The Dutch language is an ancient and vibrant language spoken across the world. It is rich in history, with many interesting facts to explore.
Dutch is one of the oldest languages in Europe and is spoken by around 23 million people. It has roots in the West Germanic language family and is related to English, German, and Frisian.
Dutch is the official language of the Netherlands, Belgium, and Suriname, as well as the language of education in Flanders and the Netherlands Antilles. It is also the official language of the European Union.
Dutch has three dialects; Dutch Low Saxon, Dutch Frisian, and Dutch Afrikaans. Other languages, such as French, Italian, and Spanish, have also heavily influenced it.
Dutch boasts a rich literary history, with many notable writers such as Multatuli, Anne Frank, and Chris Van Allsburg. It is a popular language for poets and authors in plays, comedies, fables, and more.
There are three primary forms of Dutch; Netherlandic Dutch, Belgian Dutch, and Curacao Dutch. Despite minor differences, all three forms of Dutch are mutually intelligible.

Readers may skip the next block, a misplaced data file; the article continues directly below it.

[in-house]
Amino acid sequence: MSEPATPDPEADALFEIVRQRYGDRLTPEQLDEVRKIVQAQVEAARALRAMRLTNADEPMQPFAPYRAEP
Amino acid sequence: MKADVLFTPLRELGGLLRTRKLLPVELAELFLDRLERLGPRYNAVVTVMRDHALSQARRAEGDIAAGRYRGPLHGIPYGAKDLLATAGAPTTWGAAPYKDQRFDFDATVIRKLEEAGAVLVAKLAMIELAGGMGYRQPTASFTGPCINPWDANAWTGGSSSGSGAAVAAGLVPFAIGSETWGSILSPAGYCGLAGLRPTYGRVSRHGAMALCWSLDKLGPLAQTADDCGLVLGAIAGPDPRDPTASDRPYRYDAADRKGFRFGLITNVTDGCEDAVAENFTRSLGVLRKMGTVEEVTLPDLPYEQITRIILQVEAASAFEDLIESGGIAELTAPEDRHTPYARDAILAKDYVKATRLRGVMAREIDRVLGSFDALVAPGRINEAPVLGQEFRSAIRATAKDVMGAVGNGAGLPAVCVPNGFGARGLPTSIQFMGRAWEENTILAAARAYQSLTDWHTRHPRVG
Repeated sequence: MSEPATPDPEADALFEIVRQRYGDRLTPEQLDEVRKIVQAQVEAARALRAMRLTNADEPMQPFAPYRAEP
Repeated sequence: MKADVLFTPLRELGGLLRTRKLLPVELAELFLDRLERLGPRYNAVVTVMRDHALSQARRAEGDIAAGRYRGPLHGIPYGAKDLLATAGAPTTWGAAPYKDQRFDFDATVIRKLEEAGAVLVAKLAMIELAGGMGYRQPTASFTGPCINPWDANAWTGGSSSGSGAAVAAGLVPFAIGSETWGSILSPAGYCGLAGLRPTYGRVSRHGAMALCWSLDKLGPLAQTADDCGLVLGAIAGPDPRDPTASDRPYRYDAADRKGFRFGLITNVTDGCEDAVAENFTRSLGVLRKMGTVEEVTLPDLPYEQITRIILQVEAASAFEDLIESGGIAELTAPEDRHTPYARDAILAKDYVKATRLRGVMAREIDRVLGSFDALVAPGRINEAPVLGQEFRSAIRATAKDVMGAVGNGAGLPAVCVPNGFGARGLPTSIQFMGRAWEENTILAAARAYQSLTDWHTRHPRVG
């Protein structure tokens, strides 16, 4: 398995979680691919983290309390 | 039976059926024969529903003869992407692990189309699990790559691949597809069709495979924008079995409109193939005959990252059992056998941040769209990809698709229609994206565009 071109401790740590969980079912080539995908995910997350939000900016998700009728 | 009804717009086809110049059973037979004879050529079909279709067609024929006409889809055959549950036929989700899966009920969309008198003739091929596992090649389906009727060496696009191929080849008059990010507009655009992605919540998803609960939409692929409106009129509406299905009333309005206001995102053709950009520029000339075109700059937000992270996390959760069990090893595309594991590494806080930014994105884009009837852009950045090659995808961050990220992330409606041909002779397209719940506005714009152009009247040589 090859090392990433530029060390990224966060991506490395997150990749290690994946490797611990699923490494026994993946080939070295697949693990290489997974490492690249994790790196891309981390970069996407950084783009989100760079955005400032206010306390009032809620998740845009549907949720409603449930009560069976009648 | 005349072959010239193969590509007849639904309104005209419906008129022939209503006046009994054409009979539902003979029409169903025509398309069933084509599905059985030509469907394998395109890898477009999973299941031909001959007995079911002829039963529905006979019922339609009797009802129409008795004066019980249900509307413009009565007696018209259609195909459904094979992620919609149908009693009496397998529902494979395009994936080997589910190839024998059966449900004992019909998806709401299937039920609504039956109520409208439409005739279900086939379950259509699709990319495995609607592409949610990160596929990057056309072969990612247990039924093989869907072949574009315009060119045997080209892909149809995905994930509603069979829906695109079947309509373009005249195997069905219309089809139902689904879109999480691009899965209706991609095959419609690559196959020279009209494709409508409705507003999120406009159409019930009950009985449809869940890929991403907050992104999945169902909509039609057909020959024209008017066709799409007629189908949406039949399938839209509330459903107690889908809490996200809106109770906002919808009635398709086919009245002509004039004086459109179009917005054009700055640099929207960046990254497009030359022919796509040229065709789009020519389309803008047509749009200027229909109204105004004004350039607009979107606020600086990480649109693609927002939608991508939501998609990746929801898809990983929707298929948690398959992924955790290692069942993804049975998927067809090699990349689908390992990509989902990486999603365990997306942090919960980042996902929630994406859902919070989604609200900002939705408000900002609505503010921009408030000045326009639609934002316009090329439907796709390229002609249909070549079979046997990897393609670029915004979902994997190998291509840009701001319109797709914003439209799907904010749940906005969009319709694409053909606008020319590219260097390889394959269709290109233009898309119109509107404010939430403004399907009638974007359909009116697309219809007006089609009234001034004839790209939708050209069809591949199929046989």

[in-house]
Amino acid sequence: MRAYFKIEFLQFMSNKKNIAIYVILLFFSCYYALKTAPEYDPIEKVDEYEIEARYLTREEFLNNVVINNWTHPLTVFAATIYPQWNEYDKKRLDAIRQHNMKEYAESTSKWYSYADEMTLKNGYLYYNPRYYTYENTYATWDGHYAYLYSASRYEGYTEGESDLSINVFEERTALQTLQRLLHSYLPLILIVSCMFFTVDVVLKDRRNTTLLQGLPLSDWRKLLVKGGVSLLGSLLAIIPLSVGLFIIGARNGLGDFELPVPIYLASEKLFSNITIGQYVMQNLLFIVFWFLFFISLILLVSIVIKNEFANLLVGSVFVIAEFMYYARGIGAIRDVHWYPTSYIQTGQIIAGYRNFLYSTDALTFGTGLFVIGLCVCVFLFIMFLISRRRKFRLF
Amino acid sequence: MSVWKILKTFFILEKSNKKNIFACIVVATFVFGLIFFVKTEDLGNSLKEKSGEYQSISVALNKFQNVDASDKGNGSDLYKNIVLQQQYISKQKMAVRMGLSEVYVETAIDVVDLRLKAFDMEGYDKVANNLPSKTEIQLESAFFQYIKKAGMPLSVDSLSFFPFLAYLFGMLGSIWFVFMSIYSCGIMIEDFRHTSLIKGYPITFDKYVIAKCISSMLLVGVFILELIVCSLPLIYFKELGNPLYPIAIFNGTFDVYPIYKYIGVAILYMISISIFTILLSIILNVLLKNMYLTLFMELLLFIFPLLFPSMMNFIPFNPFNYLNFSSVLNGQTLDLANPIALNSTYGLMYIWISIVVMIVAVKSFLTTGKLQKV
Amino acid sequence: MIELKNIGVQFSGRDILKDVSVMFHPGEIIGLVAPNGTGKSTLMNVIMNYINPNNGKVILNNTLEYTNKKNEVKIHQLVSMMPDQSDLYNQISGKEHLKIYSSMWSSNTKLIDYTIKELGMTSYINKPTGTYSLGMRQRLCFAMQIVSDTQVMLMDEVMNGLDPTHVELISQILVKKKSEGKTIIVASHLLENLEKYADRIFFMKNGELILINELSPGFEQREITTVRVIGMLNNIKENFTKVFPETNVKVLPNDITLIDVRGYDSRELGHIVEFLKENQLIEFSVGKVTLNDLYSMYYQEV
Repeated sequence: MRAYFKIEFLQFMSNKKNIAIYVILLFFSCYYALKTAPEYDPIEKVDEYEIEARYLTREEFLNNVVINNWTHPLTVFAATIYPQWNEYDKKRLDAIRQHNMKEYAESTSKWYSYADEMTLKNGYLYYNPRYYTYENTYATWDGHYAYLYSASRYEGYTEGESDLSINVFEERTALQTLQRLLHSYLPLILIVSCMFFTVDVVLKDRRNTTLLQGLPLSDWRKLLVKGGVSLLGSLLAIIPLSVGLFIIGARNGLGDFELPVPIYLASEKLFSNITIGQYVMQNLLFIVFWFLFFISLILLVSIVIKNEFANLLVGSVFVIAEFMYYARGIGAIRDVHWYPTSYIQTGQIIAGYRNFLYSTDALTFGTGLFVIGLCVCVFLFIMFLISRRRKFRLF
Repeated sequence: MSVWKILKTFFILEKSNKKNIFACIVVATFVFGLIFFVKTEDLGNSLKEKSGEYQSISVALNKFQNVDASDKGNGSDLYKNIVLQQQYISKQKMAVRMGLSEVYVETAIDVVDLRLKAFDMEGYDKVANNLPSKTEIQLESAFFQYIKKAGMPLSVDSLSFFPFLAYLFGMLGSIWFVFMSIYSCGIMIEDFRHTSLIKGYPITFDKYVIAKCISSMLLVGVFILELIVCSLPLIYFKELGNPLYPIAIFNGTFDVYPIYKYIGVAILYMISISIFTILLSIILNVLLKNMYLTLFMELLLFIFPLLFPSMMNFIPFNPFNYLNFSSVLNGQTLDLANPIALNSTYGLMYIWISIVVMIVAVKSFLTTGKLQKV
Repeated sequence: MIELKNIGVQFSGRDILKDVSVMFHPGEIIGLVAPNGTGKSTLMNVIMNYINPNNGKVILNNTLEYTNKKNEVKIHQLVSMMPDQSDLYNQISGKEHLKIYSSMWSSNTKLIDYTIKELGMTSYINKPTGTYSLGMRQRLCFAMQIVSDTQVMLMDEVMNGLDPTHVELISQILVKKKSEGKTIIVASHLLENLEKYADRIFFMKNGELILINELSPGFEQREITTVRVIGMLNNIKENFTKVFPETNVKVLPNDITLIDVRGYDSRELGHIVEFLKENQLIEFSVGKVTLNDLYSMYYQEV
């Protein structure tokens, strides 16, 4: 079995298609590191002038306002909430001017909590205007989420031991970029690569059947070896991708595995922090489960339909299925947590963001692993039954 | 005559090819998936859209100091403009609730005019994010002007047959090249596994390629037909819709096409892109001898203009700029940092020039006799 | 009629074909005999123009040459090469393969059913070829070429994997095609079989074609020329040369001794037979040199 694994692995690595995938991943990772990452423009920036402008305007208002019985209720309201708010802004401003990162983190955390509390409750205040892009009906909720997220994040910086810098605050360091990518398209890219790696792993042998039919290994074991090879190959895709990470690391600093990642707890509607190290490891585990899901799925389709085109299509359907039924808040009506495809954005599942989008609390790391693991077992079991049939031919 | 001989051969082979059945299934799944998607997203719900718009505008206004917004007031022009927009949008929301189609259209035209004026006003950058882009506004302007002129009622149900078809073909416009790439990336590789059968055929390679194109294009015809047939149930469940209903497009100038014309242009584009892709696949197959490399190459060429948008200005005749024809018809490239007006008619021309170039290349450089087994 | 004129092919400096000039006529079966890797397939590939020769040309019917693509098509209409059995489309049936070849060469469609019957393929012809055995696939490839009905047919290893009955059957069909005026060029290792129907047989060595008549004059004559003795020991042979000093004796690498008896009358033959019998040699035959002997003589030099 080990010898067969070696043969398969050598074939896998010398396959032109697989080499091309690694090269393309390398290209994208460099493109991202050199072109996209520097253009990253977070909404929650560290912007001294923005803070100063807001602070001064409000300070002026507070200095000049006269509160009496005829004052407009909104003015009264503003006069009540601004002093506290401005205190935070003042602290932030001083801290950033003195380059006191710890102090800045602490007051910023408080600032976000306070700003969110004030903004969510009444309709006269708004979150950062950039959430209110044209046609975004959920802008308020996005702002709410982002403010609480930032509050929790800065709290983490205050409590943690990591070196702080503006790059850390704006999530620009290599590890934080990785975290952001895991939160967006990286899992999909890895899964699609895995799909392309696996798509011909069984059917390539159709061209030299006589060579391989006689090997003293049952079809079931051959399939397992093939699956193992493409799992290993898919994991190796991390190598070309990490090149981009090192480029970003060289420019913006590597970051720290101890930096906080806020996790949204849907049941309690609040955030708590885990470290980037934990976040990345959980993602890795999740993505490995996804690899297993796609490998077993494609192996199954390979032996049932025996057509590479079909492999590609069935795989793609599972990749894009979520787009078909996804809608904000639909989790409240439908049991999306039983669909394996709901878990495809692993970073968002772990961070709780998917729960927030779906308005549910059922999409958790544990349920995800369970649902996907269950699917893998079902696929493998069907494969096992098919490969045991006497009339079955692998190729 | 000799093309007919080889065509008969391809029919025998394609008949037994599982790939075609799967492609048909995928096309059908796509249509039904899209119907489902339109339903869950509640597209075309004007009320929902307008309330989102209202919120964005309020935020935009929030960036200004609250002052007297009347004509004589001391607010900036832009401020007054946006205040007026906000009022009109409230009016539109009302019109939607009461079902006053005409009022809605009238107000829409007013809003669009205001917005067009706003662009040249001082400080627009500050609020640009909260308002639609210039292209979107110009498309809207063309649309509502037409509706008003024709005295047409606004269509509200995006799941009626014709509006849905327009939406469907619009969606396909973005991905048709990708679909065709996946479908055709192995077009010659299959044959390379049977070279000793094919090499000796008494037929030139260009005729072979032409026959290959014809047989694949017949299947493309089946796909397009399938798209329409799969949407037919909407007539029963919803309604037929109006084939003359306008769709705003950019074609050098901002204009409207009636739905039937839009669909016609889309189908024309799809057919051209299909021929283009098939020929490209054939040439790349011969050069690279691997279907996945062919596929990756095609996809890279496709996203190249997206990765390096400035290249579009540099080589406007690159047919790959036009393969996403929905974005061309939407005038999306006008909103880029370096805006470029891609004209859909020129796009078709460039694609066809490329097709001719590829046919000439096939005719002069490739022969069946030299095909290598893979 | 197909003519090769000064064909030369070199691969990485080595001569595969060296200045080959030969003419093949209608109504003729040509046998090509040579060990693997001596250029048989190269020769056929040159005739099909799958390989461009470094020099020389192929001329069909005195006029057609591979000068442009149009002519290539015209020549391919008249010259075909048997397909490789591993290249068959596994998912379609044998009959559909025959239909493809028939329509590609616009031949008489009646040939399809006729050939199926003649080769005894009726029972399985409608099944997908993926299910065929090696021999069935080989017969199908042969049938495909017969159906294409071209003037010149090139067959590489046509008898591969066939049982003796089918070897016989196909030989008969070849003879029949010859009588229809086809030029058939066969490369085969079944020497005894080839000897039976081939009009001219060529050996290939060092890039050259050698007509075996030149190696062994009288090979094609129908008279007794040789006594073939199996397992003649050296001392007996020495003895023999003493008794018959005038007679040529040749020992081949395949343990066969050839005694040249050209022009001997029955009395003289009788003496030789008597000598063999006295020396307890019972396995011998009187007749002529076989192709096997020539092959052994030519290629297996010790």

Dutch is widely used in science, thanks to the influence of the Netherlands during the Enlightenment. Many scientific terms originated from Dutch; there was even a period of significant input from Dutch-speaking scholars.
Dutch spelling often follows phonemic rules, making the language easier to learn than other European languages. However, it does have exceptions, such as the letter ‘y’, which often stands for two different sounds.
Dutch is home to many unusual words, such as ‘hoi-jakkes,’ meaning ‘a friendly greeting,’ and ‘boobiebabbelaar,’ telling ‘someone who talks about nonsense.’
Dutch has a rich tradition of sign language. Nederlandse Gebarentaal is the official language of the Netherlands’ deaf communities and -- recognized in both Flanders and the Netherlands Antilles.
Dutch has changed significantly over the years and continues to evolve. Many loanwords from other languages, including English, French, and German, can be found.